In 2017, Raymond Weil introduced Caliber RW1212, the family-owned Swiss brand’s first in-house-developed movement, inside a classical two-handed watch in its flagship Freelancer collection. Just one year later comes the next evolution of that movement in the Raymond Weil Freelancer Calibre RW1212 Skeleton, a new, openworked timepiece unveiled at Baselworld 2018.
Like its predecessor (which I reviewed here), the watch has a 42-mm round case and is equipped with Calibre RW1212, named for the postal code (1212) of Raymond Weil’s headquarters in the Geneva suburb of Grand-Lancy, the fruits of an 18-month collaboration between Raymond Weil’s R&D department and the designers at Swiss movement specialists Sellita. Its most notable and eye-catching feature is its dial-side regulating organ, whose balance-and-spring construction, positioned above the mainplate and held by two bridges, dominates the vista at 6 o’clock. In this version, however, the dial has been openworked and the movement pared down to offer an unobstructed view of not only that telltale front-mounted balance but much of the rest of the mechanism as well.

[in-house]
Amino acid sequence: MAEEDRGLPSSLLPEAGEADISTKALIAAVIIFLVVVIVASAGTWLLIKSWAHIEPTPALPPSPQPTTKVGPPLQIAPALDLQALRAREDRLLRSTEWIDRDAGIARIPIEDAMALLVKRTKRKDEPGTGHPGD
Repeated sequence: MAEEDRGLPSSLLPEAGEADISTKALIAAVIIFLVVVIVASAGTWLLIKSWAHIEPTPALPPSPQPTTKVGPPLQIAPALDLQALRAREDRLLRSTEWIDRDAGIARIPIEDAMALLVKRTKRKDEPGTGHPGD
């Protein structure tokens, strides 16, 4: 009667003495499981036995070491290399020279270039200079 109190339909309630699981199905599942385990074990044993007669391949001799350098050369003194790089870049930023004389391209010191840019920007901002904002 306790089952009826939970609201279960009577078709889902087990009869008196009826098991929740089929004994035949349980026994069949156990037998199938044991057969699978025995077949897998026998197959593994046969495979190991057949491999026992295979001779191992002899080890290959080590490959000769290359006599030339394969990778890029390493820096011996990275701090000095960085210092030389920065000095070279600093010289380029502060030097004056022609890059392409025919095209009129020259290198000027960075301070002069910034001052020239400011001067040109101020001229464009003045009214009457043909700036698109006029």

This latest iteration of Raymond Weil’s exclusive self-winding movement powers a no-frills hour-and-minute time display on two barrel-shaped hands, beats at a frequency of 28,800 vph, and carries a power reserve of 38 hours. The oscillating weight has been skeletonized to add additional interest to the rear side of the movement, which is on display through a sapphire caseback. Raymond Weil is offering three versions of the Freelancer RW1212 Skeleton. One is in stainless steel with black PVD coating, black galvanic dial, and rose-gold PVD on the hands and indices, on a black calf leather strap. Another combines a stainless steel case with a rose-gold-PVD-coated bezel, crown, hands, and indices, on a brown calf leather strap, while a third “all steel” option matches a steel case and bracelet with blued steel hands and indices. All are retail priced at $2,595.